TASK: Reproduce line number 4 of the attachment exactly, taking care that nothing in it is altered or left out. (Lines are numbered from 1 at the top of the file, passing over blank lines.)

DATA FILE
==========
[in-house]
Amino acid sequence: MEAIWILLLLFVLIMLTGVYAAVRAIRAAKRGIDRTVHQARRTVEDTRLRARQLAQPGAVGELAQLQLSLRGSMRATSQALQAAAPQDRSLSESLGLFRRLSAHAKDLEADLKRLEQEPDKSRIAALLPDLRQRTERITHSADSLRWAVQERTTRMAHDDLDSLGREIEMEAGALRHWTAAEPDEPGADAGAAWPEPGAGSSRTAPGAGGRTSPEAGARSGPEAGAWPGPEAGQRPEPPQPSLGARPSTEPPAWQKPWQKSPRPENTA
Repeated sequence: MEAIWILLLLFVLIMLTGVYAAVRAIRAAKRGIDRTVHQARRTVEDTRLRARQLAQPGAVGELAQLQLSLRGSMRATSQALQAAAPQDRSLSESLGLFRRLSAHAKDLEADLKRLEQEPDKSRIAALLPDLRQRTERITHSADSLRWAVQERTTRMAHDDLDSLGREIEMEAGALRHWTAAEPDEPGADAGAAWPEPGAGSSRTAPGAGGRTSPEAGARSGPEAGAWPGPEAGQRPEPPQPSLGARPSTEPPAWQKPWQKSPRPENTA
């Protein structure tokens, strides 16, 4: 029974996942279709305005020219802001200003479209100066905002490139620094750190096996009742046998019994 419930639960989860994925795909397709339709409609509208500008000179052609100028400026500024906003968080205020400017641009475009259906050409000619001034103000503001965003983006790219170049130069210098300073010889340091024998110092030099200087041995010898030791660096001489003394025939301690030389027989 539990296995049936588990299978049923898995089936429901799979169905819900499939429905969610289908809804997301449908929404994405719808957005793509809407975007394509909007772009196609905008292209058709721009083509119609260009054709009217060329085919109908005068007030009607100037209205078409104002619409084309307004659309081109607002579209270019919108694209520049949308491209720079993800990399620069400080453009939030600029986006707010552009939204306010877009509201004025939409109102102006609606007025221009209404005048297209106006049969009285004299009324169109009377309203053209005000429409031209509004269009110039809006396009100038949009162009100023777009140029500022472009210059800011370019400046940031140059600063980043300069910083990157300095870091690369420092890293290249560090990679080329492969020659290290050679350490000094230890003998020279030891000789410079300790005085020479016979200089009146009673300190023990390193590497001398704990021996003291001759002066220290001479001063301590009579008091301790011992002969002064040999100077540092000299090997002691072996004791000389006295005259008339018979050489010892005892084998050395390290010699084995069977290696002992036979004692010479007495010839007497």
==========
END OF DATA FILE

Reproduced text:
């Protein structure tokens, strides 16, 4: 029974996942279709305005020219802001200003479209100066905002490139620094750190096996009742046998019994 419930639960989860994925795909397709339709409609509208500008000179052609100028400026500024906003968080205020400017641009475009259906050409000619001034103000503001965003983006790219170049130069210098300073010889340091024998110092030099200087041995010898030791660096001489003394025939301690030389027989 539990296995049936588990299978049923898995089936429901799979169905819900499939429905969610289908809804997301449908929404994405719808957005793509809407975007394509909007772009196609905008292209058709721009083509119609260009054709009217060329085919109908005068007030009607100037209205078409104002619409084309307004659309081109607002579209270019919108694209520049949308491209720079993800990399620069400080453009939030600029986006707010552009939204306010877009509201004025939409109102102006609606007025221009209404005048297209106006049969009285004299009324169109009377309203053209005000429409031209509004269009110039809006396009100038949009162009100023777009140029500022472009210059800011370019400046940031140059600063980043300069910083990157300095870091690369420092890293290249560090990679080329492969020659290290050679350490000094230890003998020279030891000789410079300790005085020479016979200089009146009673300190023990390193590497001398704990021996003291001759002066220290001479001063301590009579008091301790011992002969002064040999100077540092000299090997002691072996004791000389006295005259008339018979050489010892005892084998050395390290010699084995069977290696002992036979004692010479007495010839007497």